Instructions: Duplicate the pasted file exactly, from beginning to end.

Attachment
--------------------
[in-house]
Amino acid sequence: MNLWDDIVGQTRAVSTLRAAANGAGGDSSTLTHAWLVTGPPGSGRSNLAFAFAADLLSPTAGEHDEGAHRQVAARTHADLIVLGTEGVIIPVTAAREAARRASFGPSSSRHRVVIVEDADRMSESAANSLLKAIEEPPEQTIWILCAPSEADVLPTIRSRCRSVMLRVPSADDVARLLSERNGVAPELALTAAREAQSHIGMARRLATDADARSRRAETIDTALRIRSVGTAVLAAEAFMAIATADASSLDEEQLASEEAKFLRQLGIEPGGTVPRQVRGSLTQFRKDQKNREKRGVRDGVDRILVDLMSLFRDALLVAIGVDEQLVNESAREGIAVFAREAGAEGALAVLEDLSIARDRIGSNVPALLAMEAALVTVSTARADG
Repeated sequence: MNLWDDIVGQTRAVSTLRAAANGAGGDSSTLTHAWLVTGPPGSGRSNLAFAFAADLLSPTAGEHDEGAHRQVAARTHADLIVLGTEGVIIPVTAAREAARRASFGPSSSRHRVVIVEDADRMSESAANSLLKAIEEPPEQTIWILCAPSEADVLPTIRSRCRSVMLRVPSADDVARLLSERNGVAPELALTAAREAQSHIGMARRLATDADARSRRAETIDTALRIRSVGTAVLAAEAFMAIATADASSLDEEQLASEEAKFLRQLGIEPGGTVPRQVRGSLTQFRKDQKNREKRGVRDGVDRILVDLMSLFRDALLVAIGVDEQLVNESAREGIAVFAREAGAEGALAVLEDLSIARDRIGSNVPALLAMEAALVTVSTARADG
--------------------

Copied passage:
[in-house]
Amino acid sequence: MNLWDDIVGQTRAVSTLRAAANGAGGDSSTLTHAWLVTGPPGSGRSNLAFAFAADLLSPTAGEHDEGAHRQVAARTHADLIVLGTEGVIIPVTAAREAARRASFGPSSSRHRVVIVEDADRMSESAANSLLKAIEEPPEQTIWILCAPSEADVLPTIRSRCRSVMLRVPSADDVARLLSERNGVAPELALTAAREAQSHIGMARRLATDADARSRRAETIDTALRIRSVGTAVLAAEAFMAIATADASSLDEEQLASEEAKFLRQLGIEPGGTVPRQVRGSLTQFRKDQKNREKRGVRDGVDRILVDLMSLFRDALLVAIGVDEQLVNESAREGIAVFAREAGAEGALAVLEDLSIARDRIGSNVPALLAMEAALVTVSTARADG
Repeated sequence: MNLWDDIVGQTRAVSTLRAAANGAGGDSSTLTHAWLVTGPPGSGRSNLAFAFAADLLSPTAGEHDEGAHRQVAARTHADLIVLGTEGVIIPVTAAREAARRASFGPSSSRHRVVIVEDADRMSESAANSLLKAIEEPPEQTIWILCAPSEADVLPTIRSRCRSVMLRVPSADDVARLLSERNGVAPELALTAAREAQSHIGMARRLATDADARSRRAETIDTALRIRSVGTAVLAAEAFMAIATADASSLDEEQLASEEAKFLRQLGIEPGGTVPRQVRGSLTQFRKDQKNREKRGVRDGVDRILVDLMSLFRDALLVAIGVDEQLVNESAREGIAVFAREAGAEGALAVLEDLSIARDRIGSNVPALLAMEAALVTVSTARADG